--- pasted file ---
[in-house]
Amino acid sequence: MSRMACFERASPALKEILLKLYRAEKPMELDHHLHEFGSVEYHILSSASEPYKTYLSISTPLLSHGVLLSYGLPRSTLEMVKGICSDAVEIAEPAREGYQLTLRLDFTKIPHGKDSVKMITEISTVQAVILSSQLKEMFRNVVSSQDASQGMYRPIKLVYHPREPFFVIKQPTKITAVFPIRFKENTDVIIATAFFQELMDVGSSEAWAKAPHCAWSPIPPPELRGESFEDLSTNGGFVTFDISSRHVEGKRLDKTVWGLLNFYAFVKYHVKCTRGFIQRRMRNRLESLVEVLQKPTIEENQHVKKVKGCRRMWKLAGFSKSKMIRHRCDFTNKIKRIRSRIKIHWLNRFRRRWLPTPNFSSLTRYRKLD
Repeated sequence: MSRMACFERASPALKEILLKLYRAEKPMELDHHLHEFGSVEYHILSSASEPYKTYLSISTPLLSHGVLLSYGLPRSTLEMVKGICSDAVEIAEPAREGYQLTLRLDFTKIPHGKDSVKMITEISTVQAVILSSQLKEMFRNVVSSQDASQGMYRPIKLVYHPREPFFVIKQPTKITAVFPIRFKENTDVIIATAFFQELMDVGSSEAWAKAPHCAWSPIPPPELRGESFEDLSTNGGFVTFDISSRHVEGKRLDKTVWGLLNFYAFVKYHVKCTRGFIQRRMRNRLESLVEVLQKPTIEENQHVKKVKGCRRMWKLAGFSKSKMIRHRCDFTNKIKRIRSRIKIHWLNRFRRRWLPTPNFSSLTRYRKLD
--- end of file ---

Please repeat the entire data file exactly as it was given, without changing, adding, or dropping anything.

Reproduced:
[in-house]
Amino acid sequence: MSRMACFERASPALKEILLKLYRAEKPMELDHHLHEFGSVEYHILSSASEPYKTYLSISTPLLSHGVLLSYGLPRSTLEMVKGICSDAVEIAEPAREGYQLTLRLDFTKIPHGKDSVKMITEISTVQAVILSSQLKEMFRNVVSSQDASQGMYRPIKLVYHPREPFFVIKQPTKITAVFPIRFKENTDVIIATAFFQELMDVGSSEAWAKAPHCAWSPIPPPELRGESFEDLSTNGGFVTFDISSRHVEGKRLDKTVWGLLNFYAFVKYHVKCTRGFIQRRMRNRLESLVEVLQKPTIEENQHVKKVKGCRRMWKLAGFSKSKMIRHRCDFTNKIKRIRSRIKIHWLNRFRRRWLPTPNFSSLTRYRKLD
Repeated sequence: MSRMACFERASPALKEILLKLYRAEKPMELDHHLHEFGSVEYHILSSASEPYKTYLSISTPLLSHGVLLSYGLPRSTLEMVKGICSDAVEIAEPAREGYQLTLRLDFTKIPHGKDSVKMITEISTVQAVILSSQLKEMFRNVVSSQDASQGMYRPIKLVYHPREPFFVIKQPTKITAVFPIRFKENTDVIIATAFFQELMDVGSSEAWAKAPHCAWSPIPPPELRGESFEDLSTNGGFVTFDISSRHVEGKRLDKTVWGLLNFYAFVKYHVKCTRGFIQRRMRNRLESLVEVLQKPTIEENQHVKKVKGCRRMWKLAGFSKSKMIRHRCDFTNKIKRIRSRIKIHWLNRFRRRWLPTPNFSSLTRYRKLD